Taipei, March 3 (CNA) Taiwan and China on Friday called on each other to refrain from politically interfering in educational exchanges they had promised to continue in spite of their icy relations since President Tsai Ing-wen (蔡英文) took office last May.
In Taipei, Premier Lin Chuan (林全) said while Taiwan respects both freedom of speech and academic freedom and wants to continue exchanges with China, "we hope there will be no political interferences" in academic exchanges.
He stressed that advocating any political ideas, including those calling for Taiwan's unification with China and those calling for Taiwan's independence from China, is within the boundary of freedom of speech in Taiwan.
In Beijing, Taiwan Affairs Office spokesman Ma Xiaoguang said it is the duty of both sides to provide a "good environment for study" to Chinese students studying in Taiwan and to ensure that their life on Taiwan's campuses will not be "politically interfered with."
Ma noted that "some people in Taiwan" are trying to "politically stir up and intervene in" student-exchange programs between Taiwanese and Chinese universities, warning such words and deeds would only "harm cross-strait educational exchanges."
Allowing each side's students to study at the other's universities suddenly came under scrutiny after Shih Hsin University's School of Lifelong Learning was accused on Thursday of signing a pledge in December with several Chinese universities that the classes it offers would not involve politically-sensitive subjects or activities.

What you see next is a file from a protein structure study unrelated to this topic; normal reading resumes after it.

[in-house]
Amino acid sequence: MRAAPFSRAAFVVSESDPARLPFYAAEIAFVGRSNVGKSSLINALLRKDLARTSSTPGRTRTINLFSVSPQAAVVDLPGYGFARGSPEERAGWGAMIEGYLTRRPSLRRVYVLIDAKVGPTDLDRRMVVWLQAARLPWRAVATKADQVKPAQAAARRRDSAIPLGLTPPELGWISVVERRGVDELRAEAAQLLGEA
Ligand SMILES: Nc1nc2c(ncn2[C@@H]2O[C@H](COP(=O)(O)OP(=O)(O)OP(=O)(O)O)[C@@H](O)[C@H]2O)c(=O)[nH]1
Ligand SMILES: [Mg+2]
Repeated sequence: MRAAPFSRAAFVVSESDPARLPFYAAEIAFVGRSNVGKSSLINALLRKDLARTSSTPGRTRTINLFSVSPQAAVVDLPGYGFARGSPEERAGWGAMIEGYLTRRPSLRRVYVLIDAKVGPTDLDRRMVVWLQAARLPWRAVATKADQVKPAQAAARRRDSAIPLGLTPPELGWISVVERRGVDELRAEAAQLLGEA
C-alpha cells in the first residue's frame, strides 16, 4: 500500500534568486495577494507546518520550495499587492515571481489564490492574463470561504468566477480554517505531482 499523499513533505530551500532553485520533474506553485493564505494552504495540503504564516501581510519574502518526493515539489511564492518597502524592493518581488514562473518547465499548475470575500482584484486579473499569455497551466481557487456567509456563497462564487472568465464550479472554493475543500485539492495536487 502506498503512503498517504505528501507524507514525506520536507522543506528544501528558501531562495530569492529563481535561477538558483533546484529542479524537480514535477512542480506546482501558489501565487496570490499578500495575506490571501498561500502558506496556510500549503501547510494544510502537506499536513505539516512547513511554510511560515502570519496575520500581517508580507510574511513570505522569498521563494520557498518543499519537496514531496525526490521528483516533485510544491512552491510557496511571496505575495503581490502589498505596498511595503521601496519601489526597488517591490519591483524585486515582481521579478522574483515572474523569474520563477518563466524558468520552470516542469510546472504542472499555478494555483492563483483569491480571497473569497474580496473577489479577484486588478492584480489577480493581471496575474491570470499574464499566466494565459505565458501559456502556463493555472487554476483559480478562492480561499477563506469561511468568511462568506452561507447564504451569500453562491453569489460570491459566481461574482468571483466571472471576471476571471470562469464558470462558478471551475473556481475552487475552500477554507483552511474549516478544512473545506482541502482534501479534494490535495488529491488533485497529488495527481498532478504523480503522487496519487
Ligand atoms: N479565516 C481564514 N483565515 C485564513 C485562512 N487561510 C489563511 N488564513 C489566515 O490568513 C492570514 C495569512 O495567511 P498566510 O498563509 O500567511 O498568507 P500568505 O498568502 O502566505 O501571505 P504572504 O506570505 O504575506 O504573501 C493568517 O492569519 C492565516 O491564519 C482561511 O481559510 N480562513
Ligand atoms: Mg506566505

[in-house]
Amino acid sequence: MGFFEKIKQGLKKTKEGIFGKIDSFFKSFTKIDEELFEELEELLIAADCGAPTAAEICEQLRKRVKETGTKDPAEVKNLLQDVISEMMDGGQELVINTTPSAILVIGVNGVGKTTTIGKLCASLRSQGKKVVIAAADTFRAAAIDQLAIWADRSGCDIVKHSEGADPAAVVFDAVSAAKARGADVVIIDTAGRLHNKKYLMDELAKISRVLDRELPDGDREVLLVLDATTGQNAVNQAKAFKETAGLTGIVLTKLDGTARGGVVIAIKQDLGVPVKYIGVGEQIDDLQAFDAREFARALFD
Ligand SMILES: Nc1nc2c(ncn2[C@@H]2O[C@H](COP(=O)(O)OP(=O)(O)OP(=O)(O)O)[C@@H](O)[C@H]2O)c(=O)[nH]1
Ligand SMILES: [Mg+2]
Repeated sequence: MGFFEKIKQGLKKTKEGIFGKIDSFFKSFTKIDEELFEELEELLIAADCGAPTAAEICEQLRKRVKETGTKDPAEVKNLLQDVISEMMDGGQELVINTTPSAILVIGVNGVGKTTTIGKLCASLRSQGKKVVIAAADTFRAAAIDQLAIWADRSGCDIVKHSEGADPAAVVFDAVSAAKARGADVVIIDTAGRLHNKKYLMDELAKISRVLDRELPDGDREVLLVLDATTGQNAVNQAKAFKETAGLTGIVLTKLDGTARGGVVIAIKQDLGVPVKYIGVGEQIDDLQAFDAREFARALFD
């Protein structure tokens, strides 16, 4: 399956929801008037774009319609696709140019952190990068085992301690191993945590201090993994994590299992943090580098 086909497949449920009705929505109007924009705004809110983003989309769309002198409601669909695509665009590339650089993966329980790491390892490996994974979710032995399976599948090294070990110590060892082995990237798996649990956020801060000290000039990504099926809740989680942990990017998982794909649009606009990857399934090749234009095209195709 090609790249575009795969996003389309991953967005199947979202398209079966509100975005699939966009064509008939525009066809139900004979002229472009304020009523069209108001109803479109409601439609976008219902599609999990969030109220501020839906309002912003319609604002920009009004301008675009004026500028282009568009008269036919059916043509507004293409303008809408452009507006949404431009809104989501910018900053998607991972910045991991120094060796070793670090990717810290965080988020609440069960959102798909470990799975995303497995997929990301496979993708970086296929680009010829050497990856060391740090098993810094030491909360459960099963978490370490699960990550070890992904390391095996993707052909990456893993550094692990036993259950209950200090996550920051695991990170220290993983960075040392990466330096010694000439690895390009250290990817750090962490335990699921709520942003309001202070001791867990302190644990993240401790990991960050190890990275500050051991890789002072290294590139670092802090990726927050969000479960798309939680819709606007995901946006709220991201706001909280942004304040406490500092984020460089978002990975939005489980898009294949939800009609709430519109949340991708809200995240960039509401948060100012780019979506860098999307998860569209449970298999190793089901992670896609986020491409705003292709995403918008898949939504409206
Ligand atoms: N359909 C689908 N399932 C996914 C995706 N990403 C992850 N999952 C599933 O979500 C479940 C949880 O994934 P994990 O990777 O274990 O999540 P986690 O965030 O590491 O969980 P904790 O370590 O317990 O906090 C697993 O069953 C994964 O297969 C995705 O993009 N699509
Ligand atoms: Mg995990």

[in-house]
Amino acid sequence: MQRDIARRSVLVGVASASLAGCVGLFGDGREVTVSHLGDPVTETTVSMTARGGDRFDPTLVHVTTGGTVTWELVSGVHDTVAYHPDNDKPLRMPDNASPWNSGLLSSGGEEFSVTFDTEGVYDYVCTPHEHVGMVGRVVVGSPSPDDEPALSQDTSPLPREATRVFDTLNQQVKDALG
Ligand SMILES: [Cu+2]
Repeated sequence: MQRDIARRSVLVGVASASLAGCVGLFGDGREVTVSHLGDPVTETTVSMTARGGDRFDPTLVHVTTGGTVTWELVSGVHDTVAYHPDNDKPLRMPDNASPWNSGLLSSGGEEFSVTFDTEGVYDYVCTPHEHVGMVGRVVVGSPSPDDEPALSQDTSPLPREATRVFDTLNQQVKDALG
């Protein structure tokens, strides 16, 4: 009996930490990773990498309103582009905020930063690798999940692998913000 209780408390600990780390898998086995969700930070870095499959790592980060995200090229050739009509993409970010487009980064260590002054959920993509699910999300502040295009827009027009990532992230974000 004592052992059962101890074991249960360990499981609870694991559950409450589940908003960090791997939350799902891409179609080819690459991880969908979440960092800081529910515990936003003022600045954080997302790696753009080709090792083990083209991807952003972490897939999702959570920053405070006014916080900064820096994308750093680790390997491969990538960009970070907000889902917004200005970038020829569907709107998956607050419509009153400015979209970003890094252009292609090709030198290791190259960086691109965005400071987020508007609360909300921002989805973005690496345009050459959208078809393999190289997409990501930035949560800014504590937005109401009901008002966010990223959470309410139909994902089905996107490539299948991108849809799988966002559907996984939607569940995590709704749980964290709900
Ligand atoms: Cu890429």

The university, famed for training future journalists, also undertook not to engage in any activities related to "one China, one Taiwan," "two Chinas" and "Taiwan independence," as it welcomed 11 Chinese students to study in Shih Hsin from February to June this year.
Yeh Yi-jin (葉宜津), a Democratic Progressive Party caucus whip in the Legislature, said universities should promote freedom of speech, but by signing this agreement Shih Hsin has effectively banned students from discussing international relations and Taiwan's political status.
Yeh and other DPP lawmakers suspected that Shih Hsin University might have violated government rules on cooperative activities with Chinese counterparts, which, according to Education Minister Pan Wen-chung (潘文忠), must be "based on reciprocity."
DPP Legislator Chen Ting-fei(陳亭妃) on Thursday urged Pan to check if other schools have signed similar agreements in violation of academic freedom.
Education Ministry officials said Friday after looking into the issue, they found at least six universities, including National Tsing Hua University in Hsinchu, had signed "similar" agreements with their Chinese counterparts.
Yeh I-jan (葉一璋), head of Shih Hsin's Office of Public Affairs, said that some Chinese schools did ask Shih Hsin to sign such an agreement before agreeing to let their students come to Taiwan.
"However, the agreement is aimed at avoiding politically sensitive issues and in no way constitutes recognition of 'one-China,'" Yeh said, stressing it is primarily intended to safeguard students' right to education.
National Tsing Hua University, Chung Yuan Christian University and Chung Hua University also denied that the document they signed with respective Chinese counterparts was about consenting to the concept of "one China."
Tsing Hua said it was about sticking to the principle of "no politics in academic exchanges."
In their respective statements, Chung Yuan and Chung Hua said they had made it a point in their agreements with Chinese universities that their students will be staying on their Taiwan campuses "purely for academic purposes" and will not be involved in any political debates in Taiwan.
(By Chiu Chun-chin, Lu Kang-chun, Liu Kuan-ting, Lawrence Chiu and